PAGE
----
The Trek has been abused a little bit and is a 3x7 with a 42-34-24 crankset and 11-28 freewheel. Before I would take it out I would replace the freewheel and chain, rear wheel, and cables and housing. The route would be pavement all the way. Cross bike is in good shape as it is my commuter and road/gravel bike.

    If I replace the rear wheel on the Trek, would it make more sense to go with a Velocity NoBS rim or would a Weinmann 519 be sufficient? Both 36 spoke. I am not sure how much I will end up bringing as I have never been touring before. Looking to do it without investing too much in it if possible.
    The trek has a freewheel vs a freehub? What's wrong with the rear wheel / freehub? Unless you're taking the kitchen sink, I'd grease the hub, lube the freehub and get the wheel trued by someone you trust. Mtbr reviews of that wheel though are not the most positive. If you and your gear are heavy, you might need more.

    Our cheap mtb touring bikes run deore hubs with Rhynolites, 32 spoke. We haven't had an issue other than an occasional truing, but we don't carry the kitchen sink.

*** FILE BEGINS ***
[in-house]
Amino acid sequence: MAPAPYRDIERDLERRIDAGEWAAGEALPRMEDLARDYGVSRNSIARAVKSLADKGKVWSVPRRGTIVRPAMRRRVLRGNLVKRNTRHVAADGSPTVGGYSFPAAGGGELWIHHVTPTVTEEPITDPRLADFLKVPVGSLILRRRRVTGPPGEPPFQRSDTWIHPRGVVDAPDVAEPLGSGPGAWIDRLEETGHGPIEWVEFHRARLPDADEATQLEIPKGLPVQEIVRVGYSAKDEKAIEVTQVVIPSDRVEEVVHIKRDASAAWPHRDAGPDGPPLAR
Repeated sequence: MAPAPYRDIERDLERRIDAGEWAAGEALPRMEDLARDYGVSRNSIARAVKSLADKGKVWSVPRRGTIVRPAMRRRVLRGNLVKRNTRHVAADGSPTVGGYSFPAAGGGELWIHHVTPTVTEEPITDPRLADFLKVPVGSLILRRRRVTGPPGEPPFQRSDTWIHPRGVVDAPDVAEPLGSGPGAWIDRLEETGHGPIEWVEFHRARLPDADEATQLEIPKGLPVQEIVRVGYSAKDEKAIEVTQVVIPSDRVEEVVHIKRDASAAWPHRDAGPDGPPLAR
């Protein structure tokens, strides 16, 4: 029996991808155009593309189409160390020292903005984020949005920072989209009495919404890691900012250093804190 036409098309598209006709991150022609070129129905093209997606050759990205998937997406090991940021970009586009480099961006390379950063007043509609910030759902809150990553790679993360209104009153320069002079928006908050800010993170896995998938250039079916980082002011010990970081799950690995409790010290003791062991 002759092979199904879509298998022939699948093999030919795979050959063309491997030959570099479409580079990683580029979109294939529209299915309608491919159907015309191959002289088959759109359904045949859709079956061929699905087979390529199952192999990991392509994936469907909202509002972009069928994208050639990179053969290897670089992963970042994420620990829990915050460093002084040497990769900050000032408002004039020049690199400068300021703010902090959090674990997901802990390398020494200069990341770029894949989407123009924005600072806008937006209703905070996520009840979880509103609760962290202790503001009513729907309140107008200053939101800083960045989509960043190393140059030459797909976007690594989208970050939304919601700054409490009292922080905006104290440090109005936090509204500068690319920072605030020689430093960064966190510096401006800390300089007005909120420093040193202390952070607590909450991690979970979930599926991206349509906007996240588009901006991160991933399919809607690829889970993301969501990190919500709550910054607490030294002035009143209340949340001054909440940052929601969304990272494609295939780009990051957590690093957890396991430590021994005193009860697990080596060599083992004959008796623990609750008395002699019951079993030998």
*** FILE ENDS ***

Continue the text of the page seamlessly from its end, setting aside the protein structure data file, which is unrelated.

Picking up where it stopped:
While maybe controversial, I'd advise the fattest smooth tread tire you can fit in there, like a 2.25-2.35. A more supple higher volume tire will absorb bumps and smooth out your ride. I don't have any scientific basis for it, I think they're less brutal on your wheels and spokes since the tire's transmitting less shock while the wheel's carrying the load.

    Which bike is more comfortable for all day riding? That would be the bike I'd take. Good luck!

  10. #10
    stop...safety first
    Reputation: TubeSSnapper's Avatar
    Join Date
    Nov 2004
    Posts
    223
    Horses for courses
    The efficiency of a cross bike will be fun on pave and gravel.
    A crazy side trip up a trail may make you walk, but on the way up only😉

  11. #11
    mtbr member
    Reputation: